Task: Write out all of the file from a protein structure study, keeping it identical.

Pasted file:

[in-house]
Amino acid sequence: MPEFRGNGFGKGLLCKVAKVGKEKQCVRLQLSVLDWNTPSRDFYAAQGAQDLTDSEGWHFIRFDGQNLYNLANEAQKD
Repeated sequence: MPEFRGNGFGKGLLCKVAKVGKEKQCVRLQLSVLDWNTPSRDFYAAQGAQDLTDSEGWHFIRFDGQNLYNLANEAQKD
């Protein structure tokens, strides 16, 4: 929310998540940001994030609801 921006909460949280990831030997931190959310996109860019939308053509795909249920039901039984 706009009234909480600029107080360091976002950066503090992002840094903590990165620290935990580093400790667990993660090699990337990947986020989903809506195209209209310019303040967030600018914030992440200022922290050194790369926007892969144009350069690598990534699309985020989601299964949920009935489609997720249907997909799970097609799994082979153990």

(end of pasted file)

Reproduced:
[in-house]
Amino acid sequence: MPEFRGNGFGKGLLCKVAKVGKEKQCVRLQLSVLDWNTPSRDFYAAQGAQDLTDSEGWHFIRFDGQNLYNLANEAQKD
Repeated sequence: MPEFRGNGFGKGLLCKVAKVGKEKQCVRLQLSVLDWNTPSRDFYAAQGAQDLTDSEGWHFIRFDGQNLYNLANEAQKD
């Protein structure tokens, strides 16, 4: 929310998540940001994030609801 921006909460949280990831030997931190959310996109860019939308053509795909249920039901039984 706009009234909480600029107080360091976002950066503090992002840094903590990165620290935990580093400790667990993660090699990337990947986020989903809506195209209209310019303040967030600018914030992440200022922290050194790369926007892969144009350069690598990534699309985020989601299964949920009935489609997720249907997909799970097609799994082979153990």